If you're a browser power user who frequently works with more open tabs than necessary, you'll be pleased to know that Safari makes it easy to find the tab you need.
If you work with a MacBook Pro or any other recently released Apple laptop, you might understand that there is only one browser truly fit for use-- Safari. Although it is not the best choice in browsers, Safari is the only browser optimized so that it won't drain the MacBook battery like a kid on a juice box, which oftentimes makes it the only viable option.
However, Safari does actually offer a number of pretty interesting features. One particular feature is the ability to search all open tabs from one convenient location. Before you get too excited, this feature only searches through the tabs URLs and meta descriptions. This feature doesn't actually run full-on searches through every page you have open. Even with that limitation, it's incredibly handy when you tend to keep a large number of tabs open--making it nearly impossible to see which tab is which.
I want to demonstrate how to use this handy feature, so you can gain even more efficiency when working on your MacBook.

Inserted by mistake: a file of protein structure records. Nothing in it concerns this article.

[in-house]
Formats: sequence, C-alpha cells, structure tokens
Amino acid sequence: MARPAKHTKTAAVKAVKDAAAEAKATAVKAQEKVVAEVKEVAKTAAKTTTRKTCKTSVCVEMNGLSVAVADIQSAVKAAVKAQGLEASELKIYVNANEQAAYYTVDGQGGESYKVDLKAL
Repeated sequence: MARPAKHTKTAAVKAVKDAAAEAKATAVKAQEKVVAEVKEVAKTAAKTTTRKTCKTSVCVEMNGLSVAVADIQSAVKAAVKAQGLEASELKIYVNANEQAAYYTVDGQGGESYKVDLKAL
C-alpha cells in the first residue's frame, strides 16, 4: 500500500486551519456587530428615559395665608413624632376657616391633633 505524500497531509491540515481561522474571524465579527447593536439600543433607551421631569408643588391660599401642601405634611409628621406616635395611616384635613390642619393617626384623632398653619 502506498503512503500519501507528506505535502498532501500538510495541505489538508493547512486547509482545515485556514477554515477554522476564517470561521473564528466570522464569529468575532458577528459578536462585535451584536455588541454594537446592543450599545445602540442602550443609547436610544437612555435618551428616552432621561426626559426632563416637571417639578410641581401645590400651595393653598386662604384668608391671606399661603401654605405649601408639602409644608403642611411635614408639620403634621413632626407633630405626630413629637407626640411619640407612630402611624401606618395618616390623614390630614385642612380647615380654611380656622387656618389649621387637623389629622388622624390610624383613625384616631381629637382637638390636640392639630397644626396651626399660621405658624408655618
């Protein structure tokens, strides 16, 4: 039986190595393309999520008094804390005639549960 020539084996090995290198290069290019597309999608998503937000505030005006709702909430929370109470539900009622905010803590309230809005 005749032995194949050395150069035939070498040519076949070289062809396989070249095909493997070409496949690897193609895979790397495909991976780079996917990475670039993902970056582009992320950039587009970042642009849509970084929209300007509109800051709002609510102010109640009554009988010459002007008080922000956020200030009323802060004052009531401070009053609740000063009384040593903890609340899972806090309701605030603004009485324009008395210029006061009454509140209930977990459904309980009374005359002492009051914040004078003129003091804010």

Tab Switcher Page
The first thing we must do is open the Tab Switcher Page. From within this page, you can give focus to any tab you currently have open. This page must be opened, in order to run the search. To open the Tab Switcher Page, click the [Shift]+[Command]+[\] key combination. You should now see thumbnails of all your open tabs ( Figure A).
Remember that shortcut. It's especially handy if you work with a lot of tabs open.
Searching the tabs
In the past, you've most likely hit the [Command]+[F] combination to run a search query on your open page. However when you have the Tab Switcher Page open, that search doesn't dive into the individual pages. Instead it only searches URLs and meta descriptions.
When you hit the [Command]+[F] combination and type your search query, any tab that matches your search will remain ( Figure B).
If you have a ton of tabs open and you're looking for one specific, simply type in a portion of the tabs URL and it will appear alone ( Figure C). Click on the revealed tab and it will come into focus, ready to work. So much easier than guessing or squinting.
No more guessing
And that's all there is to making use of the tab search feature in Safari. It's not a make or break option, but when you're a power user looking to make the MacBook experience as efficient as possible, it can go a long way to helping you work with ease. No more having to guess which tab is which--especially when you have dozens of open tabs.
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